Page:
• The 100 million selling album artist is a dying breed.  Just in case you were wondering why Sir Cliff is in the chart, he achieved the not insignificant feat of selling 100 million albums. He was at his peak during the album’s apogee and although his digital stats are pretty modest, it is hard to see the likes of Pitbull or, perhaps, even Lady Gaga ever matching Cliff’s album sales.  That is not a reflection on those artists but instead on the changing dynamics of the music market.
  • The exceptional success stories break the rules.  Lady Gaga and Michael Jackson break the rules.  Lady Gaga is – by contemporary measures at least – a strong album artist as well being in a different league in YouTube and Facebook.  Michael Jackson was firmly an artist of the album apogee era and yet his unique profile has ensured that his success continued into the digital age, and by the rules of the digital age.
  • Facebook is the better measure of sustained, organic success.  The problem with YouTube is that it is susceptible to the impact of flashes in the pan.  An artist can have one or two massive YouTube hits and then disappear, or simply be early on in their career.  Facebook ‘Likes’ however are a better measure of longer term, organic popularity.  Take the example of Dev who has close to 300 million YouTube views  – which is nearly as many views as Coldplay.  Yet take a look at Dev’s Facebook ‘Likes’ and you find that she has just 256,00 compared to Coldplay’s 15 million.  YouTube is the key digital popularity measure but needs to be blended with other measures to be truly effective.

Many, rightly, think of YouTube and other free streaming services such as Spotify and Pandora as promotional and discovery vehicles, a digital equivalent for radio.  And yet they are also much more than that: they are increasingly the ends as well as the means.  The chart below shows the number of albums sold per YouTube view.  Cliff Richard’s rate dwarves the rest because his peak was in the album era and his remaining fans aren’t exactly widespread among millennials. But the overall trend is nonetheless compelling: for the true ‘YouTube Generation’ artists, the ratio is dramatically weaker than for album artists.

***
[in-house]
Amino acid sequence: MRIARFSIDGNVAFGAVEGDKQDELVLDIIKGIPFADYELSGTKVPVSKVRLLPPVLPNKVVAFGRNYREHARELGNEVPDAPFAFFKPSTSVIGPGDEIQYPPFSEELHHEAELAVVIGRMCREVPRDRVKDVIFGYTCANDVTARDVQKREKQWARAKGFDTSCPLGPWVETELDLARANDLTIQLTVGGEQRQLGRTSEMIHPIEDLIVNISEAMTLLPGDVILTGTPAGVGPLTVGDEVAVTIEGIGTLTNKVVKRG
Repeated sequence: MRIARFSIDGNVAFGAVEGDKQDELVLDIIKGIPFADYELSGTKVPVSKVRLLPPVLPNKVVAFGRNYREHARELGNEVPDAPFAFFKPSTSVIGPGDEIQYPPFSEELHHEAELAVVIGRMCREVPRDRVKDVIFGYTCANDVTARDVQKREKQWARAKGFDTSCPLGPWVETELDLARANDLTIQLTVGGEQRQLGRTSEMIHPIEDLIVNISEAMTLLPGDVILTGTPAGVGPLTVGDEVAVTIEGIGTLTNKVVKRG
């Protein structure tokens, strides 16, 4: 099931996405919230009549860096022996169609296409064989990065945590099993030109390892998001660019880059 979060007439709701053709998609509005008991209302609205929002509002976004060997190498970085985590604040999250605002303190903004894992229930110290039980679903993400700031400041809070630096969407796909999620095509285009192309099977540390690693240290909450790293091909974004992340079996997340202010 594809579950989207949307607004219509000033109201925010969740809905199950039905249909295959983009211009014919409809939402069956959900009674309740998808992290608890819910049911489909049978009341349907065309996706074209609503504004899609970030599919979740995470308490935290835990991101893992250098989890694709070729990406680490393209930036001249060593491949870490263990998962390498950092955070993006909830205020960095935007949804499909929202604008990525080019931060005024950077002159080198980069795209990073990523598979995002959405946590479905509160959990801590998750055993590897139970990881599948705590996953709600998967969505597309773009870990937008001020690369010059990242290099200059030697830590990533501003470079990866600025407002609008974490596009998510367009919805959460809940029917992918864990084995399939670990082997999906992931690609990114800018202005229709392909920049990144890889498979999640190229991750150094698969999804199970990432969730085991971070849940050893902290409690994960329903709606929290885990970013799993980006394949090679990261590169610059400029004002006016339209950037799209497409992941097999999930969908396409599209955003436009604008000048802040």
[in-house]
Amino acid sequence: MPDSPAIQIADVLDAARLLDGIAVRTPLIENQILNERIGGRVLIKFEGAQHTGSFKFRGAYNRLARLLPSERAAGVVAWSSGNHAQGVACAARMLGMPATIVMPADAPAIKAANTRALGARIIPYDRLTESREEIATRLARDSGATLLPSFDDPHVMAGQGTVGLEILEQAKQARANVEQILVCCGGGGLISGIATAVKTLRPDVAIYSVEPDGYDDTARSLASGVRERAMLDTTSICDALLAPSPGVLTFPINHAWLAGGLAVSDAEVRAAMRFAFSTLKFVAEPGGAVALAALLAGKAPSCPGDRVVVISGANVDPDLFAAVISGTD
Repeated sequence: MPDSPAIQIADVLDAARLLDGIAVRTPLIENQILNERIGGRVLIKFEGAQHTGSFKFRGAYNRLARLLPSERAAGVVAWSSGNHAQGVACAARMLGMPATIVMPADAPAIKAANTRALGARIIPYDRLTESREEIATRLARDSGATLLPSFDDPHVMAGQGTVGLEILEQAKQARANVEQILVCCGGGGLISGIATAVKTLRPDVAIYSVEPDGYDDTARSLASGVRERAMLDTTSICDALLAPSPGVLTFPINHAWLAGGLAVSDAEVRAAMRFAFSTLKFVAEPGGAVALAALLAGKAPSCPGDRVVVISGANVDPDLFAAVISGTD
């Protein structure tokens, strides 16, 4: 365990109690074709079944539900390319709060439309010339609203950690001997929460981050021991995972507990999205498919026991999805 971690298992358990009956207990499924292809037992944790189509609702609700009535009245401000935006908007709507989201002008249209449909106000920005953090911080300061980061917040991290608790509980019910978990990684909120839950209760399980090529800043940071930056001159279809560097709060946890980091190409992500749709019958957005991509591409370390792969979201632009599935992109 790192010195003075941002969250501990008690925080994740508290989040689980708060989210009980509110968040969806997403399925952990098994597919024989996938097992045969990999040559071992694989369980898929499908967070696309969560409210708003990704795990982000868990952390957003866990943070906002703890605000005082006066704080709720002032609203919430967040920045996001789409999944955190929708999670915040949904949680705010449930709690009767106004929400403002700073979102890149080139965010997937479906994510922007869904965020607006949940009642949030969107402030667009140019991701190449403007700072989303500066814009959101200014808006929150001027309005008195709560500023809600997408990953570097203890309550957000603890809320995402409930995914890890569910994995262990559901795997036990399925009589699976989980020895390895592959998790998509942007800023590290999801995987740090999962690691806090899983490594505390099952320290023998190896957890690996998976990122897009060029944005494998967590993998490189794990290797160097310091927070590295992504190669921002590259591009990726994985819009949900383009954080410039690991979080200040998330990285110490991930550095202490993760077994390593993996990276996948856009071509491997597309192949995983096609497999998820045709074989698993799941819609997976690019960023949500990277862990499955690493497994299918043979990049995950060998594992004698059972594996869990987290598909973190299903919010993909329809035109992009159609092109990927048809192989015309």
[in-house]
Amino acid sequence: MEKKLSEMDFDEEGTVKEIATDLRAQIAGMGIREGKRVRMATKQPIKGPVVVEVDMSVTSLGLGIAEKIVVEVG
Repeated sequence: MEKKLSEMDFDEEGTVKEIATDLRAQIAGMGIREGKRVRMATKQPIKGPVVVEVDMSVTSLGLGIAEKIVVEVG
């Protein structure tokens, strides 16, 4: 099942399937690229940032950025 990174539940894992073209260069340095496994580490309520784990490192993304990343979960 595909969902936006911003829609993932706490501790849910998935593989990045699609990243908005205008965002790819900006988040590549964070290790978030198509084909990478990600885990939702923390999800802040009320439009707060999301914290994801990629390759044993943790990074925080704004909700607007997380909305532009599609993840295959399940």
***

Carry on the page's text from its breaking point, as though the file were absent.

6 years ago Paul Myers – then CEO of Mp3 download store Wippit – told me that “rock n’ roll was dead”, that the last great album was ‘Thriller’ and that we would never see an album that successful ever again. I was sceptical at the time, but those words are appearing ever more accurate as each year passes.  Looking at the first chart above it is clear that no artist is ever going to come close to selling the amount of albums Michael Jackson did.  But artists will still be successful: we will see artists break the 2 billion YouTube views and we will see artists break the 100 million Facebook ‘Likes’.  As this transition phase continues to play out, artists will evolve how their careers work and the industry will increasingly have to change how it measures their success.  Companies like Music Metric are already starting along this path and the traditional sources of measurement such as Nielsen and the Official Charts Company are also evolving their approaches.  These shifts are crucial, because measuring an artist’s success isn’t just a marketing trick, it is the litmus test with which their fans relate and by which history will remember them.